Banks: Internet

HM Treasury written question – answered on 25th February 2015.

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Photo of Gerry Sutcliffe Gerry Sutcliffe Labour, Bradford South

To ask Mr Chancellor of the Exchequer, what assessment he has made of the effect on consumer indebtedness of decisions by banks to (a) charge consumers to receive information about their accounts online and (b) encourage consumers to receive information online.

Photo of Andrea Leadsom Andrea Leadsom The Economic Secretary to the Treasury

The Government takes the firm view that consumers must be able to easily access clear and transparent information about their accounts. The major current account providers have previously committed to make fees and charges clearer on customers’ monthly statements, and provide an annual statement of charges for each customer.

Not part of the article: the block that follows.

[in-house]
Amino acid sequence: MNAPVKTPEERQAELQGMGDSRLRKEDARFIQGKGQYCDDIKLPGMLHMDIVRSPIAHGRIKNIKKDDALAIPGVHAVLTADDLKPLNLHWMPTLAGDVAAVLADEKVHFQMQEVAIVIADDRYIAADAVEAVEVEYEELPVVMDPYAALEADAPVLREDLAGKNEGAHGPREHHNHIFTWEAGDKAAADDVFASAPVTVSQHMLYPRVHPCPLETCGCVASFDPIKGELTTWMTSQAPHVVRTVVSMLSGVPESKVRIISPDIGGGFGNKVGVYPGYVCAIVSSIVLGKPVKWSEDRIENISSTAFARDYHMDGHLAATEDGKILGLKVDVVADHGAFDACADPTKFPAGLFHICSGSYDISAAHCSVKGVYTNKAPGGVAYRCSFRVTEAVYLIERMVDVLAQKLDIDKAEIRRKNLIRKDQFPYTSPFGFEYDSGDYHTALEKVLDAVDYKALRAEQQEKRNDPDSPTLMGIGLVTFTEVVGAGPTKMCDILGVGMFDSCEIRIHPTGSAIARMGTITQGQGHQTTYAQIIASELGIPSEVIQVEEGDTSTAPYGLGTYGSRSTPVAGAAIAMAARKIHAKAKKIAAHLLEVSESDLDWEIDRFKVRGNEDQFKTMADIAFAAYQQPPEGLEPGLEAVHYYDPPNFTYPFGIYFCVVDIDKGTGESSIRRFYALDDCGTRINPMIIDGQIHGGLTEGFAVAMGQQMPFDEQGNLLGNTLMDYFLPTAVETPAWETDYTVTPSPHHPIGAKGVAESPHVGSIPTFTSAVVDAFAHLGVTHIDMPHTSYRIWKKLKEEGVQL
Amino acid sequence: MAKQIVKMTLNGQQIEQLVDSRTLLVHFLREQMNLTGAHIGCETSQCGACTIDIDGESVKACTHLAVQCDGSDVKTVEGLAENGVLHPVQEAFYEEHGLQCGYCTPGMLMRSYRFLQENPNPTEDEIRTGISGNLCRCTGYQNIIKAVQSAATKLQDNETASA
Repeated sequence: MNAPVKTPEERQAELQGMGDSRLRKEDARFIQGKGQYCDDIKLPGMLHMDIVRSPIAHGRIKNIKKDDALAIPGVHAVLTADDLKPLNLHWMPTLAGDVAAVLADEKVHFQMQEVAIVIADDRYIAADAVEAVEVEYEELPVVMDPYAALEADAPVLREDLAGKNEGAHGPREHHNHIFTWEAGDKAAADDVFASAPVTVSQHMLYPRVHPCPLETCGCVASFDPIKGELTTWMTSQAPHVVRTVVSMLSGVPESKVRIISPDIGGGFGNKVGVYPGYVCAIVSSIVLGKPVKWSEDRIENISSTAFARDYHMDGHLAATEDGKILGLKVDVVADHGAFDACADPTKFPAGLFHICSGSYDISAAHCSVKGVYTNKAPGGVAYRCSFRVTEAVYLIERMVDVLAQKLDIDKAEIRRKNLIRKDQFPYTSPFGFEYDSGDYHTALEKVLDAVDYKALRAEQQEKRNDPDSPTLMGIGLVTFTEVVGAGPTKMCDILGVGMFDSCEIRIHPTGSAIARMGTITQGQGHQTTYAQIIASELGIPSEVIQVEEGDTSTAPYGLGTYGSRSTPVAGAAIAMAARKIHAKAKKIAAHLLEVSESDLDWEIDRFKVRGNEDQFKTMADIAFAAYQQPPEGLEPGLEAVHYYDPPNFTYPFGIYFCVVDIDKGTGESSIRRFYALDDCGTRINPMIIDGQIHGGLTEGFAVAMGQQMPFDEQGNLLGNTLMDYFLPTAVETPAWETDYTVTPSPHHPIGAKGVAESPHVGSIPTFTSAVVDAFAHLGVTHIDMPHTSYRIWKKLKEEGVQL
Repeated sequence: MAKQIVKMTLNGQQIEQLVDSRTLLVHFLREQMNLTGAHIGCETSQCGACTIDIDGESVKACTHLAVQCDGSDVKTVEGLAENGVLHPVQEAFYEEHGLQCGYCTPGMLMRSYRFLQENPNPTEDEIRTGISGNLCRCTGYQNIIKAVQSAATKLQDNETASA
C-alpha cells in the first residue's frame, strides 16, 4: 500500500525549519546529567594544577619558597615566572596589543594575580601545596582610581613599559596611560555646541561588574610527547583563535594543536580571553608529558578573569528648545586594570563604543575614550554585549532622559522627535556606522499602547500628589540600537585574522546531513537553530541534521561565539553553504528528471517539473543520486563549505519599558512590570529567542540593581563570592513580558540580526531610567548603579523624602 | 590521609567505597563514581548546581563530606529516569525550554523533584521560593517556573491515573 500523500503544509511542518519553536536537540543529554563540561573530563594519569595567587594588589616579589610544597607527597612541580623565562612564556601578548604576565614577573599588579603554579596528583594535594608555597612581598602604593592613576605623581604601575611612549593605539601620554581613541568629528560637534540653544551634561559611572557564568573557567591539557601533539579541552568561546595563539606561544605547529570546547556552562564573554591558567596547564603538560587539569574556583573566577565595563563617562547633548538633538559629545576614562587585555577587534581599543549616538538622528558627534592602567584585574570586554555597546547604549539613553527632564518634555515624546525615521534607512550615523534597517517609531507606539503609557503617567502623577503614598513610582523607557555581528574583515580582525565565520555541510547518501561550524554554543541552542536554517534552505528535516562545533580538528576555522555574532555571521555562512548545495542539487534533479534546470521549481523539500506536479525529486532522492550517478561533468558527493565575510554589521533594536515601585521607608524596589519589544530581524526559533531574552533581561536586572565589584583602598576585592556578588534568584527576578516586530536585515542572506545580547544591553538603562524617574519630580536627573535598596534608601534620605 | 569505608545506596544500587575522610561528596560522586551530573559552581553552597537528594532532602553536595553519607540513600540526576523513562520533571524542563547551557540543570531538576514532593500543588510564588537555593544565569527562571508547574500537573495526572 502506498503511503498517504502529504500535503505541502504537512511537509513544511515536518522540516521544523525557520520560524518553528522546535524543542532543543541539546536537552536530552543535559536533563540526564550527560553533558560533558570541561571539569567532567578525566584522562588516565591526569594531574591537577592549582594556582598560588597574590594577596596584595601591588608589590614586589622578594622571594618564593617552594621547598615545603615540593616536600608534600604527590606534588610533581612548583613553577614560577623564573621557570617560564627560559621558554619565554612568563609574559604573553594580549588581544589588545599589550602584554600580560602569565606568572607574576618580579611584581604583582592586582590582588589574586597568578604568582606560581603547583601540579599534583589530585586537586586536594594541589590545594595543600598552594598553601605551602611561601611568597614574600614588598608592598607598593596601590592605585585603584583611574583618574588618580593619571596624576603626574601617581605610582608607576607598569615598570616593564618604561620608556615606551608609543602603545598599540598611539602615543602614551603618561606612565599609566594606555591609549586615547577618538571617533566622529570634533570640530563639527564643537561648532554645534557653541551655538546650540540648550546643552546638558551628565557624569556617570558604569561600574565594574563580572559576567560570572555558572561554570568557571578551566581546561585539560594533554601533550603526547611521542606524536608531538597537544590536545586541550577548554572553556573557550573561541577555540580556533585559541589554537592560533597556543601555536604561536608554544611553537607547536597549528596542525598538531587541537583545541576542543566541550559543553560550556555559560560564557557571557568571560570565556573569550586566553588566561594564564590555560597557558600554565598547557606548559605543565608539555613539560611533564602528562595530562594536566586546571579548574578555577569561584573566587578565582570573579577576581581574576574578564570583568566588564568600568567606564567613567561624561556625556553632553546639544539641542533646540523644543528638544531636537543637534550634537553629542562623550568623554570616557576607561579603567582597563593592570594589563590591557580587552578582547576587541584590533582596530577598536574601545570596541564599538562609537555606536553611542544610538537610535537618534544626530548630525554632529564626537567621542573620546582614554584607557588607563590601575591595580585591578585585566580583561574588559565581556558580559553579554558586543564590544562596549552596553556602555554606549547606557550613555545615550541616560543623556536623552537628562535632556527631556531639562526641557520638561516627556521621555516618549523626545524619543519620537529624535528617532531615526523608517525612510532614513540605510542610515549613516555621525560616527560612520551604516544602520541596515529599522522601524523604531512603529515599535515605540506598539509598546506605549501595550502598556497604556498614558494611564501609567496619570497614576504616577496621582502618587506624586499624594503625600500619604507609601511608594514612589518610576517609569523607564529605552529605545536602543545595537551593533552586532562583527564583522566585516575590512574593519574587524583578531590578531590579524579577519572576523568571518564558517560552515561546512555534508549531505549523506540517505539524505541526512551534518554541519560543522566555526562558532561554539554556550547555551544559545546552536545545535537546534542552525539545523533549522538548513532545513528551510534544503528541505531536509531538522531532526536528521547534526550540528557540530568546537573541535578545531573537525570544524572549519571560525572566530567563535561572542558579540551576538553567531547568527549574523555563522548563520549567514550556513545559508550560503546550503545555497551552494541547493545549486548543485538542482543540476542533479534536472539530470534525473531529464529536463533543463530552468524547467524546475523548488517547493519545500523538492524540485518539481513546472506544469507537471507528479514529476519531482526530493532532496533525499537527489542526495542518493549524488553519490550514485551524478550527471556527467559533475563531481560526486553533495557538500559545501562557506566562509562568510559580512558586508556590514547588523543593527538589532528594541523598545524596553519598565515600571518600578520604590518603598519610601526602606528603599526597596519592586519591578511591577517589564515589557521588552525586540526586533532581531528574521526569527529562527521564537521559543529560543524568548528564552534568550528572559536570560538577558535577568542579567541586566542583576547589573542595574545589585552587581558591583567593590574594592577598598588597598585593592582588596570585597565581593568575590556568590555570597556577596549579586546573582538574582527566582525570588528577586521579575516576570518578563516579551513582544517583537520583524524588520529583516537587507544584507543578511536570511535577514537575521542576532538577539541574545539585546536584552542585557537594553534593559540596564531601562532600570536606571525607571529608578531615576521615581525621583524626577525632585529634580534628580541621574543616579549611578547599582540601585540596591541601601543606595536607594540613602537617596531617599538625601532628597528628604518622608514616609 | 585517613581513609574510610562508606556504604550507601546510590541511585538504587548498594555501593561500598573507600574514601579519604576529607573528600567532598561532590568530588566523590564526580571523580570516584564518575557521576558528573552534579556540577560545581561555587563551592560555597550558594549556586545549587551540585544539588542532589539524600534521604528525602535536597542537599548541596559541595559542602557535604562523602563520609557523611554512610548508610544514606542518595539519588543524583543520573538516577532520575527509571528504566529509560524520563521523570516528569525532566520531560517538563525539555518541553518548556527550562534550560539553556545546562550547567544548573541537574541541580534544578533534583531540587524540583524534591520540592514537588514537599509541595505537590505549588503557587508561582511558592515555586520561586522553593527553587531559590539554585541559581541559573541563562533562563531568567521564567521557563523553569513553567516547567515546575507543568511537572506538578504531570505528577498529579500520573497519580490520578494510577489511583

The Government is continuing to drive forward a wide-reaching and ambitious programme of reforms to make the banking sector more competitive, including enabling innovation in the use of bank data so that customers are able to use online information more effectively. This includes initiatives like the Midata current account tool, which will help customers switch to the best current account for them.

The Financial Conduct Authority (FCA) is also currently reviewing cost-cutting initiatives that affect a significant number of customers, including the withdrawal of paper statements.

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